If the child in Howard Roark bought the jury


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If the child in Howard Roark bought the jury? A few years ago I wrote, “There was a gray area discussed on Rush Limbaugh’s Show today. They debated whether, if in doubt, is it better to ask permission of government, or is it better to do as you please? And later you can apologize or accept the consequences. While tuned in, one caller mentioned a situation where “someone he knew” (though it might have been the caller) was hired to tear down several buildings on one block. Someone protested saying one of the buildings was once used for business by a famous historical figure who was not very famous outside the State. The building was not listed as a landmark, so the guy just tore it down, and then believably, though in actuality facetiously said, “Gee. I’m sorry.”

The J.R. Ewings of the world “want to force their visions of proper outcomes upon others, using political power,” or their own force. As J.R. might say, “Sorry, darlin’. If you don’t like the deal, go screw yourself. What are you going to do about it? This is MY range.” Peter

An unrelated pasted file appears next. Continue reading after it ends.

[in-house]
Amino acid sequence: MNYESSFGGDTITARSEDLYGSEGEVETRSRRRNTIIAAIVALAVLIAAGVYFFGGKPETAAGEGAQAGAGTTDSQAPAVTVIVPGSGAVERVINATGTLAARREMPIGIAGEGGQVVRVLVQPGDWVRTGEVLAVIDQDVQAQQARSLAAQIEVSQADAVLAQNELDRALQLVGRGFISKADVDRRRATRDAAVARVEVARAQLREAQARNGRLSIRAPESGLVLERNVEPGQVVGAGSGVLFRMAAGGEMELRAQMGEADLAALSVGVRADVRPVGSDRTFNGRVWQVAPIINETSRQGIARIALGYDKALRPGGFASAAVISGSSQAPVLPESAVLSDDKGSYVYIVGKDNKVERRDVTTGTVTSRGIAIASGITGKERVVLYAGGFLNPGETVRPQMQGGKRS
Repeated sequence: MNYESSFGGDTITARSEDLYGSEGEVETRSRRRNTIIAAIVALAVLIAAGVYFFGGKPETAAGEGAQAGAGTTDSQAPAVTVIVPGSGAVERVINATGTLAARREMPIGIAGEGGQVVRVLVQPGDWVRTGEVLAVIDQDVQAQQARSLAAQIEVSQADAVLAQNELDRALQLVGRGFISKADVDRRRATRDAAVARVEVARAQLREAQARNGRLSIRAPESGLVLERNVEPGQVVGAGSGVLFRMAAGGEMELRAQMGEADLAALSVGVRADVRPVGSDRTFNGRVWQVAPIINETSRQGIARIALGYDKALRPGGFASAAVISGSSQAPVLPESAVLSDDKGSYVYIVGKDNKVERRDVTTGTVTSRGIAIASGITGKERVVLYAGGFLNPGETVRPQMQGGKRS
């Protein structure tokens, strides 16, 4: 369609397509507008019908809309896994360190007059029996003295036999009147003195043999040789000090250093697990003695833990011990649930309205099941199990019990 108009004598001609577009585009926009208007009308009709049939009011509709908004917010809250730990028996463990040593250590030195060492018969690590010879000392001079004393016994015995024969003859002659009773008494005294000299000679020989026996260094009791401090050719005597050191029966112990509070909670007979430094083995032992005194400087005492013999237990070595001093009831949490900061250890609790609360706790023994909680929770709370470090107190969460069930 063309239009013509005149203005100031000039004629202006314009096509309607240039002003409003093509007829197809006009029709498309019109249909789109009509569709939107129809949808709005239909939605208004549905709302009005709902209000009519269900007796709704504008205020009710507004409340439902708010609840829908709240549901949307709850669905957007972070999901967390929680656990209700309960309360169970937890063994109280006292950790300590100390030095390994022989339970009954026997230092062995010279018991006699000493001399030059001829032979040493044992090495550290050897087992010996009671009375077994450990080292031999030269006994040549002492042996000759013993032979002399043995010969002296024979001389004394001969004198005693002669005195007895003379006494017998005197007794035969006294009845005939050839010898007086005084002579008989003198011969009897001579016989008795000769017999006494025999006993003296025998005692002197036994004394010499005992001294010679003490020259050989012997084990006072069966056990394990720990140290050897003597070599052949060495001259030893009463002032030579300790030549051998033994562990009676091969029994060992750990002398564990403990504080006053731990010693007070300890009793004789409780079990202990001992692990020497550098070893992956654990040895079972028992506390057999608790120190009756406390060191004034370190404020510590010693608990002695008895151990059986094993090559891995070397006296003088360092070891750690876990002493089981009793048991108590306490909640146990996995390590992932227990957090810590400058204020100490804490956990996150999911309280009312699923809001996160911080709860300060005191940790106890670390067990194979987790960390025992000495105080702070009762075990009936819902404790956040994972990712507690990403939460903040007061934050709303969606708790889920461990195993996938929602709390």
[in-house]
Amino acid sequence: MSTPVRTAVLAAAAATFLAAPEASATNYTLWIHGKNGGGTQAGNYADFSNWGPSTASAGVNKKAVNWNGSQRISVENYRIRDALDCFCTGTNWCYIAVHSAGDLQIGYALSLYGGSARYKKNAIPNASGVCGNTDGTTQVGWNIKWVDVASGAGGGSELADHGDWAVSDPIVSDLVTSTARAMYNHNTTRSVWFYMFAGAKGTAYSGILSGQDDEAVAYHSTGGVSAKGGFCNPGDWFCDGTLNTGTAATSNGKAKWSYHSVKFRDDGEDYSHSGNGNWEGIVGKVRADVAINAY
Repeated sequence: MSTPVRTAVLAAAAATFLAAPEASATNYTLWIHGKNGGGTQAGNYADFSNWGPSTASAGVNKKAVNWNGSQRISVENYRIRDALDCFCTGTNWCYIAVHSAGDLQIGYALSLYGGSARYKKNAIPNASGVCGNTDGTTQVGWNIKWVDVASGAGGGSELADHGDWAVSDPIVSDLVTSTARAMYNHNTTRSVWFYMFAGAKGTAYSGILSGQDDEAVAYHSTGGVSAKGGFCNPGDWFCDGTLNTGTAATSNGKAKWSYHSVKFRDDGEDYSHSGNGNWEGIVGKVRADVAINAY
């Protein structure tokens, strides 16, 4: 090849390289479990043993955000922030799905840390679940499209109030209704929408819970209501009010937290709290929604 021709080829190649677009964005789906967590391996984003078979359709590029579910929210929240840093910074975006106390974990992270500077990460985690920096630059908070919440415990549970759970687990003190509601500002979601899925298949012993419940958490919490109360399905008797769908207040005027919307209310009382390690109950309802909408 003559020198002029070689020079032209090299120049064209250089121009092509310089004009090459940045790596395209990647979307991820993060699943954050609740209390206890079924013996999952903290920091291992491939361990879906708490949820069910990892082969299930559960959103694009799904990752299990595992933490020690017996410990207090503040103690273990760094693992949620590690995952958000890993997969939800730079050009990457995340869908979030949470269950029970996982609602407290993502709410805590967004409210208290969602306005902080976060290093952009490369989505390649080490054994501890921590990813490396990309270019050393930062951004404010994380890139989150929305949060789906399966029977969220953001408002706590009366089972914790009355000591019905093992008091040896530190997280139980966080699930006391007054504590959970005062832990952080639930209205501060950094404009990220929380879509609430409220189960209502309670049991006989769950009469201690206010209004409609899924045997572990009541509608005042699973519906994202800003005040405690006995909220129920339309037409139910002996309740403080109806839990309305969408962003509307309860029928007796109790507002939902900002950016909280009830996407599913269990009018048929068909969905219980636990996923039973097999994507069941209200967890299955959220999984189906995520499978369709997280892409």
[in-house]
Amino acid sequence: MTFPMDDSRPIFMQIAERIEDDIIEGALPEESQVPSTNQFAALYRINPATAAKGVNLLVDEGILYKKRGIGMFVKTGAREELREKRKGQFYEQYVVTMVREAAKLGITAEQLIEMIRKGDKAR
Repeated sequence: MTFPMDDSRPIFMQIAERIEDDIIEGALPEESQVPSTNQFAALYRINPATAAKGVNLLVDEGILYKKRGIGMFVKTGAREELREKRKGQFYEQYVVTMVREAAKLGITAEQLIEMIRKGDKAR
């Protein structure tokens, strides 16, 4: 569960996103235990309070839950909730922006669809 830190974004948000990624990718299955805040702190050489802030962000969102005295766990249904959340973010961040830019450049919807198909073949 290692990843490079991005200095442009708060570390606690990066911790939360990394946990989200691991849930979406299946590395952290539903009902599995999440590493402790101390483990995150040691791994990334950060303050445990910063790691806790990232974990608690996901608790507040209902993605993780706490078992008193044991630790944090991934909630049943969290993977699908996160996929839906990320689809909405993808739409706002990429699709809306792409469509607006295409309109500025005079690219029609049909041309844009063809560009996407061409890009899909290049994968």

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Here is the Wikipedia entry for Nat Taggart (go here and scroll down).

My bold.


Nathaniel "Nat" Taggart was the founder of Taggart Transcontinental. He built his railroad without any government handouts, and ran the business for no other reason than to turn a profit. He began as a penniless adventurer and ended up as one of the wealthiest men in the country. He never earned money by force or fraud (except for bribing government officials and throwing an opponent down a flight of stairs), and never apologized for becoming wealthy and successful. He was one of the most hated men of his time. Dagny is often inspired by looking at a statue of Nat Taggart at the railroad headquarters, and draws a dollar sign on its base as a signal to Francisco when she is ready to join Galt's strike. It is suspected that he is modeled after James Jerome Hill, builder of the Great Northern Railroad.

A direct quote from Atlas Shrugged:


Many stories were whispered about him. It was said that in the wilderness of the Middle West, he murdered a state legislator who attempted to revoke a charter granted to him, to revoke it when his rail was laid halfway across the state; some legislators had planned to make a fortune on Taggart stock—by selling it short. Nat Taggart was indicted for the murder, but the charge could never be proved. He had no trouble with legislators from then on.

In the book, Taggart was an adult both inside and out when he did this stuff, though.



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